It must be said, the specialist support team I was eventually assigned were brilliant but it happened further down the line when I was already left in a permanent state of anxiety by the process.

Assigning a trained team from the very first statement taken should be standard practice – one practical way to help women who report a crime against their partner. 

It’s as if the default setting for some officers is to treat a victim in the way they would a criminal – under suspicion. For example, when I reported Lee years earlier for assault, two policemen were sent to take my statement and one smugly asked if I had been drinking.

It was a Saturday night, I was in my home, I had every right to have had alcohol. The insinuation from his line of questioning was that my being under the influence meant I had either been ‘asking for’ something to happen or that my version of events was untrustworthy.  

The victim blaming begins from the moment you first give your statement to when you are on the stand in court. 

Although you’re given regular updates from the police, you are pretty much left to fend for yourself, in my experience

Then there’s the supposed reassurance that you will appear in court behind a screen but I still had to bear being in the same room as my rapist – I could hear him breathing. 

And there were horrible questions; ‘How long did it last?’ asked his defence lawyer, referring to the rape. 

I told them straight that I didn’t have my f***king watch on. 

Then, when I couldn’t remember a specific date, they leapt on it as if were proof everything I said was false. Most people cannot pinpoint the day and time they did something several weeks ago let alone years.

Seriously, are these questions really necessary? 

Ultimately, I felt fantastic when giving evidence because every word I spoke was true but, the point is, victims shouldn’t be the ones made to feel like they are on trial.

Unfortunately, attitudes faced within the system are reflective of wider society. Even after the guilty verdict, one of our so-called mutual friends texted me to say it was ‘a shame’ Lee was in prison as he had ‘always been a lovely guy’.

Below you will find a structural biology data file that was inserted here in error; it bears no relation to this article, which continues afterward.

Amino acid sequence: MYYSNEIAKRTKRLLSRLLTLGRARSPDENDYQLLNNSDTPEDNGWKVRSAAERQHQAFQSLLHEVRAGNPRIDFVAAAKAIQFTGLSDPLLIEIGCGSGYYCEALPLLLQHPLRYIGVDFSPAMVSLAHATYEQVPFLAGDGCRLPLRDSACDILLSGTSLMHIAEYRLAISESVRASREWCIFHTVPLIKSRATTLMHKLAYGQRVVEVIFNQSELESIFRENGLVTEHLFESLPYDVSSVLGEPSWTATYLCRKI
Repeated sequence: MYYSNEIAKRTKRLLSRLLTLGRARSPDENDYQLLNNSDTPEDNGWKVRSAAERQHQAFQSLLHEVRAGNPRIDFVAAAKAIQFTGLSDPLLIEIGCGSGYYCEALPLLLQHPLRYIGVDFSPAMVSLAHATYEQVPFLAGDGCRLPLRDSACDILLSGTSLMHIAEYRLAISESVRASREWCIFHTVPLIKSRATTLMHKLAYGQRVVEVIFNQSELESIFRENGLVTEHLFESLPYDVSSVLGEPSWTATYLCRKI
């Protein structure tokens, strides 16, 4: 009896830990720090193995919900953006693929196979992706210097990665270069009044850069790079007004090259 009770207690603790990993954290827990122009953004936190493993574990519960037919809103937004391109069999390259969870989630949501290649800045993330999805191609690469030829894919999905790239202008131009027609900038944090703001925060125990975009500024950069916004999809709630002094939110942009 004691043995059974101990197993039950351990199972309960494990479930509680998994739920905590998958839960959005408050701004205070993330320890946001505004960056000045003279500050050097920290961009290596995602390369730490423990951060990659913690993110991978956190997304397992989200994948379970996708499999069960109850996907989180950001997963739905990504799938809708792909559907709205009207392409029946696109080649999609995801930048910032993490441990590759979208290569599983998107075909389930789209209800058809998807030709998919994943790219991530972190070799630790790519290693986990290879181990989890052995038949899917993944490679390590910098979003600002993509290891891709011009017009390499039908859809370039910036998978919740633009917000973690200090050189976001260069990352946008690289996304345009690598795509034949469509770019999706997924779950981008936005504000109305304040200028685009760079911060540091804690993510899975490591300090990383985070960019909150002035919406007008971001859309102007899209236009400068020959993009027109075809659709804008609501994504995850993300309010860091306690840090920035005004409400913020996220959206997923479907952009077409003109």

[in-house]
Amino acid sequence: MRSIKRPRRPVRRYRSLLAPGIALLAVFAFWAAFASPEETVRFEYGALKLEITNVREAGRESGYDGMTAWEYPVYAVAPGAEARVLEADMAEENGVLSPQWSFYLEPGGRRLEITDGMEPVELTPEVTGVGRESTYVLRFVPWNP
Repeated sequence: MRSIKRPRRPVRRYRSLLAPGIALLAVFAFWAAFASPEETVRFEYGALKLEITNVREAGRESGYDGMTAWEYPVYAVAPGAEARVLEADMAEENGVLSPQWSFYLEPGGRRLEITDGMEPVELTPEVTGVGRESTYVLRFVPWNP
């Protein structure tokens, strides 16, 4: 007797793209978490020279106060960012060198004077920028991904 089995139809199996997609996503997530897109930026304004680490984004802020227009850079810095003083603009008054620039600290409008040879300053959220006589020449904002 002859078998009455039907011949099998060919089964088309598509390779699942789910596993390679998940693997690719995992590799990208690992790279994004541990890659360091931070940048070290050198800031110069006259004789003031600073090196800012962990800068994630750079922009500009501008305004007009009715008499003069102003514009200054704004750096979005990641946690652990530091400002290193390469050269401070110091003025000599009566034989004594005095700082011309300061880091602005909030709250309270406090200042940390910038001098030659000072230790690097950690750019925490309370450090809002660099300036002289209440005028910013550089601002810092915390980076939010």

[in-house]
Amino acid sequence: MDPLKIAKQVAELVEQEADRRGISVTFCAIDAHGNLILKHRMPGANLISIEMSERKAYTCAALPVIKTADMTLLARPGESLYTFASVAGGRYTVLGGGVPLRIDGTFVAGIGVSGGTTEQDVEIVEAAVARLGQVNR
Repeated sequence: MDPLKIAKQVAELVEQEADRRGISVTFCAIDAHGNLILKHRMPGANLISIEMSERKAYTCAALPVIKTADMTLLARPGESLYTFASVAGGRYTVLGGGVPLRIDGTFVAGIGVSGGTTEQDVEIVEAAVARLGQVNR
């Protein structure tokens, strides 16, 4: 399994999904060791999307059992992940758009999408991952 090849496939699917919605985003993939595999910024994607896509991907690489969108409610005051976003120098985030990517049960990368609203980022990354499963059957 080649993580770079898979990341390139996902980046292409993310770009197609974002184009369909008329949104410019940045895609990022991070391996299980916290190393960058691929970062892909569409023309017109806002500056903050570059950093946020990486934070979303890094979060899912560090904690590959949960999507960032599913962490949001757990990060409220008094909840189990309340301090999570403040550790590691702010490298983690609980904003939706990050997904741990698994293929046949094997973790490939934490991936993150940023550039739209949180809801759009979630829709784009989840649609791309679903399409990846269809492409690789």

People find it difficult to match the ‘everyday’ man to the heinous crime – it’s much easier to disbelieve the victim. 

Rape happens every day and the sad fact is that the women brave enough to report it are not given the right support.

There seems to be more focus on funding rehabilitation programmes for offenders while victims get left on lengthy waiting lists for counselling. If I hadn’t paid for private counselling years ago, I would still be a mess. 

It shouldn’t have to be this way – money should be pumped into proper support services that offer practical trauma therapy not just ‘someone to listen’. 

Following Lee’s sentencing, the police thanked me and the two other victims for our ‘strength and dignity’ in coming forward.

Rather than being thanked, I would prefer them to work on making victims feel safer when reporting crimes – offer real protection and do not leave vulnerable women for weeks on end guessing what – or who – might be coming for them next. 

Yes, I was granted anonymity – which I have waived in order to speak out for this article – but back then, I was convinced Lee could still be a threat to my safety while I awaited trial. Witness protection schemes are reserved for very serious crimes, it’s something you only really see happening in the movies. 

Although you’re given regular updates from the police, you are pretty much left to fend for yourself, in my experience.

If I could go back with the knowledge I now have, I would have demanded to speak to another officer when I felt uncomfortable.

That would be my main advice to other women when coming forward to report a partner for a violent or sexual crime. 

Do not feel afraid of being perceived as difficult – do whatever it takes to make your voice heard because the victim should matter most, not the perpetrator.

Victim Support

Victim Support offers support to survivors of rape and sexual abuse. You can contact them on 0333 300 6389.